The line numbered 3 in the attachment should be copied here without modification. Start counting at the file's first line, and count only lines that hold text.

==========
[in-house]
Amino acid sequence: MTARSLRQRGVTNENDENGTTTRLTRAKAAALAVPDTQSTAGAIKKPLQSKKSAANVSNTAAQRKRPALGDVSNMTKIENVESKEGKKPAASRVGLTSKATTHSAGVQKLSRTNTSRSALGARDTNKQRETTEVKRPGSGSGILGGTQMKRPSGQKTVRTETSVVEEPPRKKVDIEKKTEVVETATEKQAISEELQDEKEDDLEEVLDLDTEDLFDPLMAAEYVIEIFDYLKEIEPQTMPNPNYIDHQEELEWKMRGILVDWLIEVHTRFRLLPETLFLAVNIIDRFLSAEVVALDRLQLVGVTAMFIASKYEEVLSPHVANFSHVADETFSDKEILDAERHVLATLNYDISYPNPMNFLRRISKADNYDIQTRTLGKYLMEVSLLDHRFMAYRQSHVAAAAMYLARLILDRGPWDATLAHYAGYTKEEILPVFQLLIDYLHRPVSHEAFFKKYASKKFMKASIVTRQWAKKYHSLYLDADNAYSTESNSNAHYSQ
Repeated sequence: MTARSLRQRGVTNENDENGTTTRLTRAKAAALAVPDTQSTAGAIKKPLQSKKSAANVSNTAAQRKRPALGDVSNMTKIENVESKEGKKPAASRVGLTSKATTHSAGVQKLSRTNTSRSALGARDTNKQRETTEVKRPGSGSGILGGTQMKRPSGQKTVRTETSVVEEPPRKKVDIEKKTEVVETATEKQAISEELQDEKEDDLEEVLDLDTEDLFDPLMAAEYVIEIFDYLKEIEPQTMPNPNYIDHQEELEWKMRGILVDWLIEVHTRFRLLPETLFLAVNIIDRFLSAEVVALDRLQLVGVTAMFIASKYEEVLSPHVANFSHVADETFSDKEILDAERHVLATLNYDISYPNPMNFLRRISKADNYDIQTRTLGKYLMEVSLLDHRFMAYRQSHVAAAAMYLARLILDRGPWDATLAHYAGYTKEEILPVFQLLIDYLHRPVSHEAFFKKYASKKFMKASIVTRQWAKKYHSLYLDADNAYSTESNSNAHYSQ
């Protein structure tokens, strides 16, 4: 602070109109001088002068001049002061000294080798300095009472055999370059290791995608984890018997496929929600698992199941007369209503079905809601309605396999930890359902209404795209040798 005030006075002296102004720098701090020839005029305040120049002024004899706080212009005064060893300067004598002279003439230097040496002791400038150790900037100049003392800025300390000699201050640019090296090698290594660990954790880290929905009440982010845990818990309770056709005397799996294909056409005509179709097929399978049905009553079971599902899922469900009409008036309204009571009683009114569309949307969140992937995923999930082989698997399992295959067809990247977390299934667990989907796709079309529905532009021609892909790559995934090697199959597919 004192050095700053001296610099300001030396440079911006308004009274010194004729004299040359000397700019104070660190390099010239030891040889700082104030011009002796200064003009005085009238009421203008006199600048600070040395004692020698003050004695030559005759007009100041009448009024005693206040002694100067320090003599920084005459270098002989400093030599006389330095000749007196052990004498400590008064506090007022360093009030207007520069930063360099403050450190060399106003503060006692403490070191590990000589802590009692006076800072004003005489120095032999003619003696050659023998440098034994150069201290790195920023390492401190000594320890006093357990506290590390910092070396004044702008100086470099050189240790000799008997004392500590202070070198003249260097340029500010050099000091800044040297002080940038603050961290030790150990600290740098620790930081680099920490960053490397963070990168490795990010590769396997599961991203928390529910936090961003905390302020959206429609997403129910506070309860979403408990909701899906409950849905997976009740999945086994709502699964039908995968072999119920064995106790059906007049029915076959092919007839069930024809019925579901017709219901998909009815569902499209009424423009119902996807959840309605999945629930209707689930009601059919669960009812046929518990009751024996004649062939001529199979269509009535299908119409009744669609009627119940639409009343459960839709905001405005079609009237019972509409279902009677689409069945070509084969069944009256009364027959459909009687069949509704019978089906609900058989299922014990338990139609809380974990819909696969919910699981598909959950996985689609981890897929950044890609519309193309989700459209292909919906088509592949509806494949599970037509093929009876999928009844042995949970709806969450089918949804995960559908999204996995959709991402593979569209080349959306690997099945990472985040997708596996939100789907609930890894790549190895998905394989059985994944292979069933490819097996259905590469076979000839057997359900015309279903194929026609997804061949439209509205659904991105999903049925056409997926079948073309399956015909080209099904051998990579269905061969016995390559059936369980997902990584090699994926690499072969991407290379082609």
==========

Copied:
Repeated sequence: MTARSLRQRGVTNENDENGTTTRLTRAKAAALAVPDTQSTAGAIKKPLQSKKSAANVSNTAAQRKRPALGDVSNMTKIENVESKEGKKPAASRVGLTSKATTHSAGVQKLSRTNTSRSALGARDTNKQRETTEVKRPGSGSGILGGTQMKRPSGQKTVRTETSVVEEPPRKKVDIEKKTEVVETATEKQAISEELQDEKEDDLEEVLDLDTEDLFDPLMAAEYVIEIFDYLKEIEPQTMPNPNYIDHQEELEWKMRGILVDWLIEVHTRFRLLPETLFLAVNIIDRFLSAEVVALDRLQLVGVTAMFIASKYEEVLSPHVANFSHVADETFSDKEILDAERHVLATLNYDISYPNPMNFLRRISKADNYDIQTRTLGKYLMEVSLLDHRFMAYRQSHVAAAAMYLARLILDRGPWDATLAHYAGYTKEEILPVFQLLIDYLHRPVSHEAFFKKYASKKFMKASIVTRQWAKKYHSLYLDADNAYSTESNSNAHYSQ